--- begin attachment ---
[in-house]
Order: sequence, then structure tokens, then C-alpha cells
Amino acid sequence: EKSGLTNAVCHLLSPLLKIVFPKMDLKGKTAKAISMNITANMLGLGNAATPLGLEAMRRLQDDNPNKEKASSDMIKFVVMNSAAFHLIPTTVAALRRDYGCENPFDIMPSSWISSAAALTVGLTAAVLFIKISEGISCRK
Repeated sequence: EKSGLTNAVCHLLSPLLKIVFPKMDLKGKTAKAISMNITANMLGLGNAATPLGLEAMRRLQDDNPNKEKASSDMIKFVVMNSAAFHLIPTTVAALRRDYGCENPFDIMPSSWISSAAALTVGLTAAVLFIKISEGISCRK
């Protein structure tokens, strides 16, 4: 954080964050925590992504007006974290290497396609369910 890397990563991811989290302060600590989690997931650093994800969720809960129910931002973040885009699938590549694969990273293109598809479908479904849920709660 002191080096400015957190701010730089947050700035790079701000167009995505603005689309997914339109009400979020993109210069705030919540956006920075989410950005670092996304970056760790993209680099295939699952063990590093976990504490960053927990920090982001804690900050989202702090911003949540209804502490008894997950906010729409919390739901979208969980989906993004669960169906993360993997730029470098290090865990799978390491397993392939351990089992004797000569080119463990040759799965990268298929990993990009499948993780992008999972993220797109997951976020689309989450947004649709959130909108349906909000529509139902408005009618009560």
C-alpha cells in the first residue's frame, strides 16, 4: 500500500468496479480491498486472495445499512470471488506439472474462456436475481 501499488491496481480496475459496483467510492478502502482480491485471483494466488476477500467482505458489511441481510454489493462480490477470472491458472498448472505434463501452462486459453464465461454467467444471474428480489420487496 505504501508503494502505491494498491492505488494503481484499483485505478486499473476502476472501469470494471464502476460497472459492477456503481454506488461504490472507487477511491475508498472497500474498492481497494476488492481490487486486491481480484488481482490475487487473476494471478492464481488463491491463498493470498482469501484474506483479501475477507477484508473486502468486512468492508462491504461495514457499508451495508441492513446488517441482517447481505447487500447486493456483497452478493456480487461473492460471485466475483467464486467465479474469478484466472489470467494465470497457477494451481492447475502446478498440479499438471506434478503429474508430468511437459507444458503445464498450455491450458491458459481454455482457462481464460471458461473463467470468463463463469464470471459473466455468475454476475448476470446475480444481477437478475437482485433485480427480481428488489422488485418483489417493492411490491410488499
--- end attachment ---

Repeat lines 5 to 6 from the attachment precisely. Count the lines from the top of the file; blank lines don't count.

């Protein structure tokens, strides 16, 4: 954080964050925590992504007006974290290497396609369910 890397990563991811989290302060600590989690997931650093994800969720809960129910931002973040885009699938590549694969990273293109598809479908479904849920709660 002191080096400015957190701010730089947050700035790079701000167009995505603005689309997914339109009400979020993109210069705030919540956006920075989410950005670092996304970056760790993209680099295939699952063990590093976990504490960053927990920090982001804690900050989202702090911003949540209804502490008894997950906010729409919390739901979208969980989906993004669960169906993360993997730029470098290090865990799978390491397993392939351990089992004797000569080119463990040759799965990268298929990993990009499948993780992008999972993220797109997951976020689309989450947004649709959130909108349906909000529509139902408005009618009560």
C-alpha cells in the first residue's frame, strides 16, 4: 500500500468496479480491498486472495445499512470471488506439472474462456436475481 501499488491496481480496475459496483467510492478502502482480491485471483494466488476477500467482505458489511441481510454489493462480490477470472491458472498448472505434463501452462486459453464465461454467467444471474428480489420487496 505504501508503494502505491494498491492505488494503481484499483485505478486499473476502476472501469470494471464502476460497472459492477456503481454506488461504490472507487477511491475508498472497500474498492481497494476488492481490487486486491481480484488481482490475487487473476494471478492464481488463491491463498493470498482469501484474506483479501475477507477484508473486502468486512468492508462491504461495514457499508451495508441492513446488517441482517447481505447487500447486493456483497452478493456480487461473492460471485466475483467464486467465479474469478484466472489470467494465470497457477494451481492447475502446478498440479499438471506434478503429474508430468511437459507444458503445464498450455491450458491458459481454455482457462481464460471458461473463467470468463463463469464470471459473466455468475454476475448476470446475480444481477437478475437482485433485480427480481428488489422488485418483489417493492411490491410488499